When Yuri Gagarin became the first human in space in 1961, he barely had time on his 108-minute flight to tuck into the tubes of meat paste provided in case he got peckish. Compare that with Russian cosmonaut Valeri Polyakov, who clocked up 437 days in continuous orbit between 1994 and 1995.
Space travellers like Polyakov have to deal with not just with the drama and awesome demands of life in orbit, but the day-in, day-out monotony of everyday tasks carried out tens of miles above the Earth’s surface and in absolute weightlessness. For instance, how do you take a wash in zero gravity? More delicately, what kind of toilets do you install in spacecraft when there is no gravity to help things flush?
Life in weightlessness means a permanently stuffy nose and impaired smell and taste – space travellers are said to crave spicy, well-seasoned food – and the threats of wasted muscles. Improvised gyms have been set up to ensure the astronauts don’t find their muscles have wasted when they eventually find themselves back on Earth.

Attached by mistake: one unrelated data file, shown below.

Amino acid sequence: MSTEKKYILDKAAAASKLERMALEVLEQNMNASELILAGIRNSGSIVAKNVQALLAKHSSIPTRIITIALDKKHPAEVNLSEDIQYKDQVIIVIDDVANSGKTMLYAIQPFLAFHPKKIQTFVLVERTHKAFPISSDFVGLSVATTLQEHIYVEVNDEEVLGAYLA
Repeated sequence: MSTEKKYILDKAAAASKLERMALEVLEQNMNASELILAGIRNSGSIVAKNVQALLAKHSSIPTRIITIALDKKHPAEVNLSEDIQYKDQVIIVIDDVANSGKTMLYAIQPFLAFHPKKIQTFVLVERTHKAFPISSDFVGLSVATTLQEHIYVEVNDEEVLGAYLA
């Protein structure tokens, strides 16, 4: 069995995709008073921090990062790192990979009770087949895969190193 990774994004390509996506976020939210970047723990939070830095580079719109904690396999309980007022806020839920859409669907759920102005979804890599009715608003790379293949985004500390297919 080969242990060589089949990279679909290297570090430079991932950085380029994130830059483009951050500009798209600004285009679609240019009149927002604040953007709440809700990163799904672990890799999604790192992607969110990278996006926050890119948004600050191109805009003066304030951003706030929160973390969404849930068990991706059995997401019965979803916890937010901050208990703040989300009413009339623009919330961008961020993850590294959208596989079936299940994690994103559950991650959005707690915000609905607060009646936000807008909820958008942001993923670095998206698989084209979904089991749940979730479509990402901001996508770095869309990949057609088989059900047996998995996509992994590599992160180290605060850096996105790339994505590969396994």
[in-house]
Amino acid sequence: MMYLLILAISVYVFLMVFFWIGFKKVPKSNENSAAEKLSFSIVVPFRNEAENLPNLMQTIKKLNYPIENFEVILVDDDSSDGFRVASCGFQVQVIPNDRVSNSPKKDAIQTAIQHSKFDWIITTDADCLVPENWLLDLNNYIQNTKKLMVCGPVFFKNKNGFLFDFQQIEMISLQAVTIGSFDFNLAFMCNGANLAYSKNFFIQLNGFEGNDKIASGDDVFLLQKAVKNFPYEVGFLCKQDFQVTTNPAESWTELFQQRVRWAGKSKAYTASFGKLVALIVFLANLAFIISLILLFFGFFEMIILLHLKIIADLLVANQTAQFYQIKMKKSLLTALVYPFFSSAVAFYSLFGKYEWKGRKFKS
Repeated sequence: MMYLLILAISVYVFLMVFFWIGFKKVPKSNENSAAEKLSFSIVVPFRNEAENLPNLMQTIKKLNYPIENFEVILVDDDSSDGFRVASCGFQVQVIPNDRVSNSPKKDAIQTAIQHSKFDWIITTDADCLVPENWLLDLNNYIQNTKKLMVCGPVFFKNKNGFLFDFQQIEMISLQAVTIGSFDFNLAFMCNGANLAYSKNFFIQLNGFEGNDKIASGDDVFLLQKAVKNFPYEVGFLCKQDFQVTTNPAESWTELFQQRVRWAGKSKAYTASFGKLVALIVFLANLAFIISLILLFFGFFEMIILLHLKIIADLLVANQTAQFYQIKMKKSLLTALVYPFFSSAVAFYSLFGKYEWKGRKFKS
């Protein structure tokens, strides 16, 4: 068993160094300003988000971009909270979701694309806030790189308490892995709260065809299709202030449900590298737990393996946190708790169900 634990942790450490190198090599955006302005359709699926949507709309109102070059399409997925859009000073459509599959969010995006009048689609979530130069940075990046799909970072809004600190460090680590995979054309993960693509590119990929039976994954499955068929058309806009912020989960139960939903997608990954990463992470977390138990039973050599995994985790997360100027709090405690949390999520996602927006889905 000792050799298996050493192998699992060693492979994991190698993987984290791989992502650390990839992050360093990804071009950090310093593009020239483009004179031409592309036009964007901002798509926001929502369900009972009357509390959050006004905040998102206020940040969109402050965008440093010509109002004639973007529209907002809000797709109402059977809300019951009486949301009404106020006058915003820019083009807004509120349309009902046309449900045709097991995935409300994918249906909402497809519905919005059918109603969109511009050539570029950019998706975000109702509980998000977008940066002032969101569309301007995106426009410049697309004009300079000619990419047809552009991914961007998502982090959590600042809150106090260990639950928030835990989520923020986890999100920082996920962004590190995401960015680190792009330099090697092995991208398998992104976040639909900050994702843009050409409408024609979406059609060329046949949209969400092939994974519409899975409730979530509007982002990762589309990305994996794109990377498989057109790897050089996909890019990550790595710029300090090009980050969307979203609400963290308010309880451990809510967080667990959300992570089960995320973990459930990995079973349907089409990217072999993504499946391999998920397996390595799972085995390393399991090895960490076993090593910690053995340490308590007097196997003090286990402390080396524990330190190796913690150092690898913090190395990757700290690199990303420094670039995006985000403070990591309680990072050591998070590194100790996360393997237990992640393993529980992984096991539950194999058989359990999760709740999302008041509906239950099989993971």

Launched 40 years ago in May 1973, Skylab became America's first space station – a three-person laboratory designed to conduct scientific experiments such as the effects of weightlessness and observations of the sun. Almost four decades after, Commander Chris Hadfield became an internet sensation by revealing the day-to-day life of space living to a new generation – from making a peanut butter and honey sandwich to wringing out a wet cloth to his zero-g cover of David Bowie’s Space Oddity. Here’s some more examples of what astronauts have had to experience when they are floating round their tin can...